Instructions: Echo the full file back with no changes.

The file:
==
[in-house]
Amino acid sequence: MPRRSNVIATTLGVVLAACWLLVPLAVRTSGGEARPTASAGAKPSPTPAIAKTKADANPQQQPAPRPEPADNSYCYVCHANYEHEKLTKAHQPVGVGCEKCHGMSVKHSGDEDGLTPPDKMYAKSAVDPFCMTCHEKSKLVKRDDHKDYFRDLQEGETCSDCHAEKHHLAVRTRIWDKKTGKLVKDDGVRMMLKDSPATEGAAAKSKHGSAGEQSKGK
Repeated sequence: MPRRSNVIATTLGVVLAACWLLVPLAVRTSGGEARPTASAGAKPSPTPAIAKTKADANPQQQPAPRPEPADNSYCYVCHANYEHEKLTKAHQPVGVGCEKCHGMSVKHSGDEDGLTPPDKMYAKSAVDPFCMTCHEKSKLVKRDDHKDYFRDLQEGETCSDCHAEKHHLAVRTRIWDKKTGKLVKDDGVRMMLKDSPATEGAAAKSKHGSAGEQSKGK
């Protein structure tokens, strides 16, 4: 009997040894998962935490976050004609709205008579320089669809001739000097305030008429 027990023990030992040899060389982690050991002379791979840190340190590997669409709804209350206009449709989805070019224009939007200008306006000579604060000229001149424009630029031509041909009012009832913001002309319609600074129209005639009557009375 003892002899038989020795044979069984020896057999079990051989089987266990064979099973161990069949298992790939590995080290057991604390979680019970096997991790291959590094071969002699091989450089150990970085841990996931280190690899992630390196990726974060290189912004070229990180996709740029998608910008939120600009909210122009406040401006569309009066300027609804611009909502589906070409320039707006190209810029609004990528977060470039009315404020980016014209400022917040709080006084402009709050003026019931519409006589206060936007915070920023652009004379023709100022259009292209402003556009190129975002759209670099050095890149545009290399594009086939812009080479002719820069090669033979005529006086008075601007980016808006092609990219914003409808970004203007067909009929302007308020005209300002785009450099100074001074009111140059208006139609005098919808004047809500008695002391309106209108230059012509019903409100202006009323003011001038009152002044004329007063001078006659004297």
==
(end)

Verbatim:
[in-house]
Amino acid sequence: MPRRSNVIATTLGVVLAACWLLVPLAVRTSGGEARPTASAGAKPSPTPAIAKTKADANPQQQPAPRPEPADNSYCYVCHANYEHEKLTKAHQPVGVGCEKCHGMSVKHSGDEDGLTPPDKMYAKSAVDPFCMTCHEKSKLVKRDDHKDYFRDLQEGETCSDCHAEKHHLAVRTRIWDKKTGKLVKDDGVRMMLKDSPATEGAAAKSKHGSAGEQSKGK
Repeated sequence: MPRRSNVIATTLGVVLAACWLLVPLAVRTSGGEARPTASAGAKPSPTPAIAKTKADANPQQQPAPRPEPADNSYCYVCHANYEHEKLTKAHQPVGVGCEKCHGMSVKHSGDEDGLTPPDKMYAKSAVDPFCMTCHEKSKLVKRDDHKDYFRDLQEGETCSDCHAEKHHLAVRTRIWDKKTGKLVKDDGVRMMLKDSPATEGAAAKSKHGSAGEQSKGK
């Protein structure tokens, strides 16, 4: 009997040894998962935490976050004609709205008579320089669809001739000097305030008429 027990023990030992040899060389982690050991002379791979840190340190590997669409709804209350206009449709989805070019224009939007200008306006000579604060000229001149424009630029031509041909009012009832913001002309319609600074129209005639009557009375 003892002899038989020795044979069984020896057999079990051989089987266990064979099973161990069949298992790939590995080290057991604390979680019970096997991790291959590094071969002699091989450089150990970085841990996931280190690899992630390196990726974060290189912004070229990180996709740029998608910008939120600009909210122009406040401006569309009066300027609804611009909502589906070409320039707006190209810029609004990528977060470039009315404020980016014209400022917040709080006084402009709050003026019931519409006589206060936007915070920023652009004379023709100022259009292209402003556009190129975002759209670099050095890149545009290399594009086939812009080479002719820069090669033979005529006086008075601007980016808006092609990219914003409808970004203007067909009929302007308020005209300002785009450099100074001074009111140059208006139609005098919808004047809500008695002391309106209108230059012509019903409100202006009323003011001038009152002044004329007063001078006659004297």